Biden Putin climate change
Putin listens to Biden during a virtual global climate summit, in Moscow, April 22, 2021.

Ukraine, too, will be a contentious issue. US demands that Moscow move its forces out of the Donbas and allow Kiev to retake full control of the Russian-Ukrainian border will fall on deaf ears.

In the seven years since Ukraine’s war in the east began, Russia has made it abundantly clear that a total military victory by Kiev won’t be permitted. The best we can expect is a reaffirmation of support for the Minsk II peace process – hardly a satisfying outcome.

Areas of collaboration, however, are available if both men are willing to seize them.

First, Biden and Putin could use a potential summit to wind down a cycle of diplomatic escalation that shows no sign of ending. Washington and Moscow have traded tit-for-tat diplomatic expulsions, visa restrictions and entry bans this year.

Those expulsions are largely emotional reactions that do little to solve ongoing disputes like cyberattacks and disinformation operations and in fact just accentuate the grievances. Biden and Putin should at the very least come to an understanding on stopping the escalatory cycle at its current state.

Ideally, a mutually-acceptable arrangement on reversing those measures would be reached – some of which leave ordinary Americans and Russians in the cold.

US Embassy in Moscow
The US Embassy in Moscow.

Second, the US and its NATO allies should resurrect the NATO-Russia Council. This joint council, formed in 2002 to bring NATO and Russian decision-makers together for consultations on areas of mutual interest, has been in a state of purgatory since Russia’s annexation of Crimea.

Tensions have only risen in the years since. But it’s precisely during times of strained relations when consultative mechanisms like the NATO-Russia Council are so important.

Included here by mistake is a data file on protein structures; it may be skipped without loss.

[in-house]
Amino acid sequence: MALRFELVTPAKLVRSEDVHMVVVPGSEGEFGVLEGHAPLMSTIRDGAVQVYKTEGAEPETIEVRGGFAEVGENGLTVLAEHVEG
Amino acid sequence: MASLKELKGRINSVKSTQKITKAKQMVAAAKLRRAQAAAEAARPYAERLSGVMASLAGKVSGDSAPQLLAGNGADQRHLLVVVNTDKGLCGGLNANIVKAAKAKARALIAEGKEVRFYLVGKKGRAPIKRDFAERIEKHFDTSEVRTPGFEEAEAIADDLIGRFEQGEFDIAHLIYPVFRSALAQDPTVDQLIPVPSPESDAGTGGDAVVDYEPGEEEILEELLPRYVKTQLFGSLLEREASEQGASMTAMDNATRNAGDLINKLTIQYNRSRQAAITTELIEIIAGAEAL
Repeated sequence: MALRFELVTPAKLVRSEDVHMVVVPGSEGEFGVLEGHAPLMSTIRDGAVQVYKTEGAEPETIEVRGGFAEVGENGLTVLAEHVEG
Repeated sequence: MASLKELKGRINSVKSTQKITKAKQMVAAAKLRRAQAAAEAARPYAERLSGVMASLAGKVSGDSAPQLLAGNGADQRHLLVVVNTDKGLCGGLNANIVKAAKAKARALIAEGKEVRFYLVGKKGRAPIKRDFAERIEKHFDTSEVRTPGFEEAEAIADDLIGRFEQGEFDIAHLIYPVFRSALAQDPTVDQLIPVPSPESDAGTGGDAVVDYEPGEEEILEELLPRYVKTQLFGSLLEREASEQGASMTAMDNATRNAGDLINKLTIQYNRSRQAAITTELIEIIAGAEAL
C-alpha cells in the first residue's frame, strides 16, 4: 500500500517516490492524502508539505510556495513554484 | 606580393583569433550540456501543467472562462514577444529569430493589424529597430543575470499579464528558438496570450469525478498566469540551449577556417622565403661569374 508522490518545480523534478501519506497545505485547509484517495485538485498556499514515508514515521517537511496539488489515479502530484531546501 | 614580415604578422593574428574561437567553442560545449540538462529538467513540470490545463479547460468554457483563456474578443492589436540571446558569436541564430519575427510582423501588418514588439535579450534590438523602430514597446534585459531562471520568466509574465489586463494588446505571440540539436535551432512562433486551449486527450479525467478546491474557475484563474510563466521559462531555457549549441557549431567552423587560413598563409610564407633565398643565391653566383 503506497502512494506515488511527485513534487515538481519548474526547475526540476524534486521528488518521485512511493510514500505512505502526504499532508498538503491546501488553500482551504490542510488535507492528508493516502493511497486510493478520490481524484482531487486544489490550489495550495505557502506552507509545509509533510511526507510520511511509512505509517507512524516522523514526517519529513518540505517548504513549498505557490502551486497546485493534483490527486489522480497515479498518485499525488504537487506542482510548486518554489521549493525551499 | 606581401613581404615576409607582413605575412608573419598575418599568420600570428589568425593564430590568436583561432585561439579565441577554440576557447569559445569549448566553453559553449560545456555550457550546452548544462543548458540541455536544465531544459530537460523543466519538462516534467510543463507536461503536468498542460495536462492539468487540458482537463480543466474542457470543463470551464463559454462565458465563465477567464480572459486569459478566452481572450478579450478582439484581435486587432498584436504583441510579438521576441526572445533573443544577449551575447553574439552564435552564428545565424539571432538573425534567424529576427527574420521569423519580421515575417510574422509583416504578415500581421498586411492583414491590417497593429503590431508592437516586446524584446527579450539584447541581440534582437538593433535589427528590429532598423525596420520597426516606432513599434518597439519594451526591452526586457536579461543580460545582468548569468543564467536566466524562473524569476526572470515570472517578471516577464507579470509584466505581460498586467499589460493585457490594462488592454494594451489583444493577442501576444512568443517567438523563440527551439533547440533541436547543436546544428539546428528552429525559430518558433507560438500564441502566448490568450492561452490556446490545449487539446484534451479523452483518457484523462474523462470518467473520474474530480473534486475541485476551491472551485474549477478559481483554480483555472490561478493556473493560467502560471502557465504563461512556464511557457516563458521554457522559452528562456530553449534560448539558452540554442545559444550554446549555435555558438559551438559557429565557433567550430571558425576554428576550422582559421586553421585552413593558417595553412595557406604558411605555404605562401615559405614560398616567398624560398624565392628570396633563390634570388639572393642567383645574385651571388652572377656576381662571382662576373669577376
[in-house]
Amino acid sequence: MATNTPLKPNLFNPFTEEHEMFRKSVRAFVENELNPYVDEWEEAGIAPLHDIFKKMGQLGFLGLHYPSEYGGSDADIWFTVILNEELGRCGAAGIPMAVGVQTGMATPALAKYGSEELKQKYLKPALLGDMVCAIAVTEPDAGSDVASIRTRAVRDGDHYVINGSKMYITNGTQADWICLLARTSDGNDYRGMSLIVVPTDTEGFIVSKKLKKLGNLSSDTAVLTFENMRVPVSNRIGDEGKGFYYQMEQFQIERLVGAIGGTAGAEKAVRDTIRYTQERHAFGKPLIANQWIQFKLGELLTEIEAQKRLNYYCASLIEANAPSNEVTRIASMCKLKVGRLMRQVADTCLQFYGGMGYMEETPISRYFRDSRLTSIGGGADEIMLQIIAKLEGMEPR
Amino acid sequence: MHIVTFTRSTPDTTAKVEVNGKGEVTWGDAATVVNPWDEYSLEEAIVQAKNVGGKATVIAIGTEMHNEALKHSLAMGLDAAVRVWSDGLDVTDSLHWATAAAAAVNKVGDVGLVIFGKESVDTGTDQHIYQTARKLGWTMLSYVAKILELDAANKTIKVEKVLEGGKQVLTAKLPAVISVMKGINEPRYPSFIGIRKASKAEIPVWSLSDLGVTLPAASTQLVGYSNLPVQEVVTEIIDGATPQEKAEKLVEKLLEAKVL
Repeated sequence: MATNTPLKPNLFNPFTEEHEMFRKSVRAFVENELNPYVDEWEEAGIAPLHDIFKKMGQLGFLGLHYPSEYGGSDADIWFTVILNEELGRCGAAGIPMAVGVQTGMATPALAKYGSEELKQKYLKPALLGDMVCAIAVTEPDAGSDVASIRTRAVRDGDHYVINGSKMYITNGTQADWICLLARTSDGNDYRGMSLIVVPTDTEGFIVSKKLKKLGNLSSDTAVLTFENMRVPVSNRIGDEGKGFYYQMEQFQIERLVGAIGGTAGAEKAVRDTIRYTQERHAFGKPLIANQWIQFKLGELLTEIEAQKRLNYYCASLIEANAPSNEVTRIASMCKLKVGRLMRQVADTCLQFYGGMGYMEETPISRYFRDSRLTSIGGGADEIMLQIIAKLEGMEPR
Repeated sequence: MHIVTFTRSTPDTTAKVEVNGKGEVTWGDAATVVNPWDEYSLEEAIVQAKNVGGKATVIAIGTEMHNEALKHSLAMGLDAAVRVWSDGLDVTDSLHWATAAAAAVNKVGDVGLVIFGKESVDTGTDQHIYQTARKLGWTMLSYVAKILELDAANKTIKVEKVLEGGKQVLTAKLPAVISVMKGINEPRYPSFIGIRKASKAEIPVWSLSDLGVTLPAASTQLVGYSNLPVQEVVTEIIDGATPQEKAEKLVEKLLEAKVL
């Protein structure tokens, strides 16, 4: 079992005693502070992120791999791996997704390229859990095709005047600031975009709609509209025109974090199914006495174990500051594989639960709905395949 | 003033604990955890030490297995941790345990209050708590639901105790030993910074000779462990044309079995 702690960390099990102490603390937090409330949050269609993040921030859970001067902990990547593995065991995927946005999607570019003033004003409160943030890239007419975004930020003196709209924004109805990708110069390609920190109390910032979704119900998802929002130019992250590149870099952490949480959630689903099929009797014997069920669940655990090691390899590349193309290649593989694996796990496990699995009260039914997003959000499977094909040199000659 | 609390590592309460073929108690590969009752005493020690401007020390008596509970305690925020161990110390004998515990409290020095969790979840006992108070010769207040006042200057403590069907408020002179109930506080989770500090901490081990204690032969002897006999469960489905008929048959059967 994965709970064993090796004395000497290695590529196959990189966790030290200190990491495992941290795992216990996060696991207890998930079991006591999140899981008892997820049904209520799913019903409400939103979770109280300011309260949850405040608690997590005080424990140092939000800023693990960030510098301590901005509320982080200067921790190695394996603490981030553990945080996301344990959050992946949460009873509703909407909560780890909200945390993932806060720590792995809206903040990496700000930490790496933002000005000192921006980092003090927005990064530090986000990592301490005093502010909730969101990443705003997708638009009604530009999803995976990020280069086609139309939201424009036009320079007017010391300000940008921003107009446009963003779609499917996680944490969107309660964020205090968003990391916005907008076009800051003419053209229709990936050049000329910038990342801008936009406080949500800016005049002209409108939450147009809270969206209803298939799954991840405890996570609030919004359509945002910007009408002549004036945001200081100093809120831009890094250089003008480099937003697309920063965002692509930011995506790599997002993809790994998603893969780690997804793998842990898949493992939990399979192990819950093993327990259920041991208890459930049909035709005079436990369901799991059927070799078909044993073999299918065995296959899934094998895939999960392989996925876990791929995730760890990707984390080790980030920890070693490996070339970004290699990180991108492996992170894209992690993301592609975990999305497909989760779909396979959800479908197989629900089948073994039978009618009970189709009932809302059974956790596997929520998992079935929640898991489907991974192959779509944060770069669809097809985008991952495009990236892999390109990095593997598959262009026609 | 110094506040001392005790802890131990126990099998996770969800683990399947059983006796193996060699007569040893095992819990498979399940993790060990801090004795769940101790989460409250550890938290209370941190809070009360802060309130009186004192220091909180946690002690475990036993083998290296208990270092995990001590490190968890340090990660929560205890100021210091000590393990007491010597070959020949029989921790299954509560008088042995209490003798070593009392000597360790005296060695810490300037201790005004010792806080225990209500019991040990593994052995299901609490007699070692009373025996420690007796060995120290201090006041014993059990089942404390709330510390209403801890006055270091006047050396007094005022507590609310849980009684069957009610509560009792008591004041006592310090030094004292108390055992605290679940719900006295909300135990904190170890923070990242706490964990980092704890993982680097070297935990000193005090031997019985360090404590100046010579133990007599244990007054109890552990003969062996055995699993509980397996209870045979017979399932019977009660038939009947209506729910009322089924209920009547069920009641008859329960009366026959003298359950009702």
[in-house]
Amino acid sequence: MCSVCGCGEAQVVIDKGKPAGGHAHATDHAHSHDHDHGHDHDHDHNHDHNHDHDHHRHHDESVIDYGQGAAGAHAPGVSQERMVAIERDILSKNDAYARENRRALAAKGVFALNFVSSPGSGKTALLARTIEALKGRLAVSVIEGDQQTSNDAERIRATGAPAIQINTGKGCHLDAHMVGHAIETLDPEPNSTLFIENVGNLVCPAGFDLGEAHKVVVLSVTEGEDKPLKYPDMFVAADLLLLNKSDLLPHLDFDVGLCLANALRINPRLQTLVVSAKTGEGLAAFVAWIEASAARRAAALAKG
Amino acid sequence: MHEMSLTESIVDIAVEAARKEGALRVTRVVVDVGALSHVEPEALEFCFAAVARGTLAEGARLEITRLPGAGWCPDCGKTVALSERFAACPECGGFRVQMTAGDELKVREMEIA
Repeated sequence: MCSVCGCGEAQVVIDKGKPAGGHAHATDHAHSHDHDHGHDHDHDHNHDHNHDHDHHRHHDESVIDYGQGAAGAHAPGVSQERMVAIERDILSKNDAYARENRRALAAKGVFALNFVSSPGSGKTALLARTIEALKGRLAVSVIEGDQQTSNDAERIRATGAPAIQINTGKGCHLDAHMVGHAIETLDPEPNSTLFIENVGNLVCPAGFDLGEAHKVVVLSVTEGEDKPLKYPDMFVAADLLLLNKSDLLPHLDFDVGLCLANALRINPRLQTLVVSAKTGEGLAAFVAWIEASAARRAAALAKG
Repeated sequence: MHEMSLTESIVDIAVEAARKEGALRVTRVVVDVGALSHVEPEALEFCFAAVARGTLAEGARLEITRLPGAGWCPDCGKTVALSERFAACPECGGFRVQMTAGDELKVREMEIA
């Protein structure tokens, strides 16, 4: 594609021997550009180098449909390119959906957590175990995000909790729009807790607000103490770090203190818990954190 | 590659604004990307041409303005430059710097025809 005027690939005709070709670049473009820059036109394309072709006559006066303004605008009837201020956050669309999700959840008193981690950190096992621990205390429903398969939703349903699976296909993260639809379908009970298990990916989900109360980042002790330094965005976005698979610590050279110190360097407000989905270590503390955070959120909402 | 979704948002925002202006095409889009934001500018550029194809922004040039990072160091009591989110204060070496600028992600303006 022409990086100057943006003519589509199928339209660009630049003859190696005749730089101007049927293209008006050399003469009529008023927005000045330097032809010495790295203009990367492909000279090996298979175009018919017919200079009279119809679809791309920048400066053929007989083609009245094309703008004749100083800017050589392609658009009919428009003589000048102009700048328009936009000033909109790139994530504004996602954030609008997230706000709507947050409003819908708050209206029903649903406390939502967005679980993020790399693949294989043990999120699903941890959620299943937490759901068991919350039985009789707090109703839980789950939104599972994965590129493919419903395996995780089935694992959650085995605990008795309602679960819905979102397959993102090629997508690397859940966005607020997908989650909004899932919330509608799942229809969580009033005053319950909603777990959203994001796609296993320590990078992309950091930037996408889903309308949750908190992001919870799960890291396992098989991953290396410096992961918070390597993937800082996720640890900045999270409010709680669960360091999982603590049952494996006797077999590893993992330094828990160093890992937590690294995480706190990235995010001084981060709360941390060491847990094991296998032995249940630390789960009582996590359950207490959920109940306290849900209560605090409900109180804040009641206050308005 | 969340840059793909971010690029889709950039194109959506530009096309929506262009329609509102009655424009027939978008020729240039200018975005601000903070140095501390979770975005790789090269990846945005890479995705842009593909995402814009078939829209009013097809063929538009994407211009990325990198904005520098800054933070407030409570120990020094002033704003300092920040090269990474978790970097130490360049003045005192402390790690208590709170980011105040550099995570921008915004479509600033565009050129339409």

Third and most consequentially, strategic stability should be at the top of any Biden-Putin agenda. Washington and Moscow have already had some success in this regard, when both agreed to extend the New START agreement, which caps deployed strategic nuclear weapons and launchers.

Biden himself floated a strategic stability dialogue with Moscow that would, in his words, “pursue cooperation in arms control and security.” The Russian Foreign Ministry suggested such an initiative was possible. Any strategic talks will prove remarkably difficult. Yet the alternative of no discussions is even worse.

US-Russia relations will be tense for quite some time. But given that Washington and Moscow hold 90% of the world’s nuclear weapons, Biden would be wise to approach Russia not as an ally, friend or adversary, but as a nation that must be engaged with whether we like or not.

Daniel R. DePetris is a fellow at Defense Priorities and a foreign affairs columnist at Newsweek.

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If Biden and Putin actually do meet, they shouldn’t waste time listing the things they’re mad about

FILE PHOTO: Russian Prime Minister Vladimir Putin shakes hands with U.S. Vice President Joe Biden during their meeting in Moscow March 10, 2011.
Russian Prime Minister Vladimir Putin with Joe Biden, then US vice president, in Moscow, March 10, 2011.

  • After hawkishness during the campaign, President Joe Biden has taken a pragmatic approach to Russia.
  • Now the world’s two largest nuclear-weapons powers have a responsibility to reduce tensions.
  • Daniel R. DePetris is a fellow at Defense Priorities and a foreign affairs columnist at Newsweek.
  • See more stories on Insider’s business page.

During his long campaign for the presidency, Joe Biden presented himself as the consummate Russia hawk – a man who would hold the Kremlin accountable for a litany of sins ranging from cyber-espionage to meddling in US elections.

Whereas Biden called China a competitor, he referred to Russia as an “opponent,” a country seeking to bully its neighbors in the post-Soviet space and challenge US hegemony around the world.

In the first 100 days of his term, however, now-President Joe Biden has adopted a more pragmatic mindset with respect to the Kremlin.

While Biden is no dove when it comes to Russia – the administration has enacted several rounds of economic sanctions against Moscow, the latest on April 15 in response to the SolarWinds cyber-breach – he is also cognizant that the US-Russia relationship is too big to fail completely.

If the first several months of Biden’s tenure are any indication of where things are going, dialogue will remain a key plank of US Russia policy going forward.

While the US and Russia won’t be resetting their relations anytime soon, the world’s two largest nuclear-weapons powers have a unique responsibility to ensure tensions between them are mitigated, one another’s core interests are respected and cooperation on common agenda items is preserved.

Russia police protest Alexei Navalny